The Chinese Panda ranks among the oldest of the modern silver bullion series, but it might be worth asking, is it really just another one of the modern bullion series? What is the true beginning of the series?
The coins in the series were not always made of 1 ounce of 0.999 pure silver. 1983 saw the start of the series with a 0.900 fineness coin. This increased to 0.925 in 1984 but fell back to 0.900 in 1985. Up to this point the series had been produced only as a commemorative proof coin with a limited mintage of 10,000. 1987 saw the release of the first 0.999 1 ounce coin, but still as a limited production proof. The panda is the only series I'm aware of to have skipped years in production; there were no 1 oz pandas in 1986 or 1988.
The first Pandas as we know them today were struck in 1989 as 0.999 1 oz coins. For the first time both uncirculated mint state and proof coins were released. The mint state production of 250,000 is huge compared to the earlier years of the series, but is tiny next to the mintage of American Eagles (in their 4th year of mintage at this time).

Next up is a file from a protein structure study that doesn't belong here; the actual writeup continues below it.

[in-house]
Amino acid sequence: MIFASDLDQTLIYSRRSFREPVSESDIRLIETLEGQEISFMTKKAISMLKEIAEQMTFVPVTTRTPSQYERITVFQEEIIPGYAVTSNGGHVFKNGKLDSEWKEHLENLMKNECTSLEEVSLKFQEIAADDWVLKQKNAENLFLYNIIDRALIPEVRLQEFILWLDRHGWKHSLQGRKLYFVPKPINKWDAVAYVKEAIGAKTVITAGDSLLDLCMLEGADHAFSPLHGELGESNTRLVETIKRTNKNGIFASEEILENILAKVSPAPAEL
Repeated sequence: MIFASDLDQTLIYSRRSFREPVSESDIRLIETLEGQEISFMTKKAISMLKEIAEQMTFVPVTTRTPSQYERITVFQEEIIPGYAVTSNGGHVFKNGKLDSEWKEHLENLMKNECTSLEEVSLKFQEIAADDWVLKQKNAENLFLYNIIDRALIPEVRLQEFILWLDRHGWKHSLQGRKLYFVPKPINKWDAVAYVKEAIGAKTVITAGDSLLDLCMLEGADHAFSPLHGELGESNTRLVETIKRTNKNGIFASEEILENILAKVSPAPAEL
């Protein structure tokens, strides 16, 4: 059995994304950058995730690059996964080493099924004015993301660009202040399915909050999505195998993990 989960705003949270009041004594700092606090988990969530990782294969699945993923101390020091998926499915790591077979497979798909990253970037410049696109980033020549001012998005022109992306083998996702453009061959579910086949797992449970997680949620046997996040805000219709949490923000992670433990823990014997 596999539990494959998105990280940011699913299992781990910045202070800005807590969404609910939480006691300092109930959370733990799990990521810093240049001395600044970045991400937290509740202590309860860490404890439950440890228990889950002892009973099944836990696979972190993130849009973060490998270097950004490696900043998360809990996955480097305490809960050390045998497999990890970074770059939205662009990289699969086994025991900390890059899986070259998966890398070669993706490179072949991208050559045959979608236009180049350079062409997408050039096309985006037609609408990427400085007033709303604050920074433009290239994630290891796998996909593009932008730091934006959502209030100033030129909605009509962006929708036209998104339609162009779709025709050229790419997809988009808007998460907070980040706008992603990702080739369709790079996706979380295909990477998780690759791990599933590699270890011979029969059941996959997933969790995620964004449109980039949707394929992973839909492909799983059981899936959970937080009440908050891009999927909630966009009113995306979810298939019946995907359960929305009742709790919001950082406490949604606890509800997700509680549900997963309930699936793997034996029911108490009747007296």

I don't know why the Chinese had the series evolve in this direction or what role the rise of competing North American series played in this process (by 1989, Mexico, the United States, and Canada had all started their bullion programs).
A question that may need to be asked: is this really 1 continuous series that started in 1983? Or is this set the result of combining a few commemorative issues from the early to mid-1980s with a series of bullion coins that didn't really start until the end of the decade?
Problems associated with the country of origin have plagued the series. China has long been known as a source of cheap counterfeits of just about everything. Growing global interest in the series as a collectable combined with the relatively low mintages combined to make this one of the only modern bullion series to have collector's values radically higher the bullion value. Some coins can easily go for well over $100. These high prices made the coins a logical target for counterfeiting. Around 2005 a wave of cheap counterfeits from China itself hit the global market and a number of buyers were burned in the process. To this day coin dealers will hype the "genuine" status of their inventory and warn the masses to "not be fooled by fake Pandas."
The series continues to enjoy growing popularity for its wonderful artwork, but it has become the hardest of all the modern bullion to collect.Read more...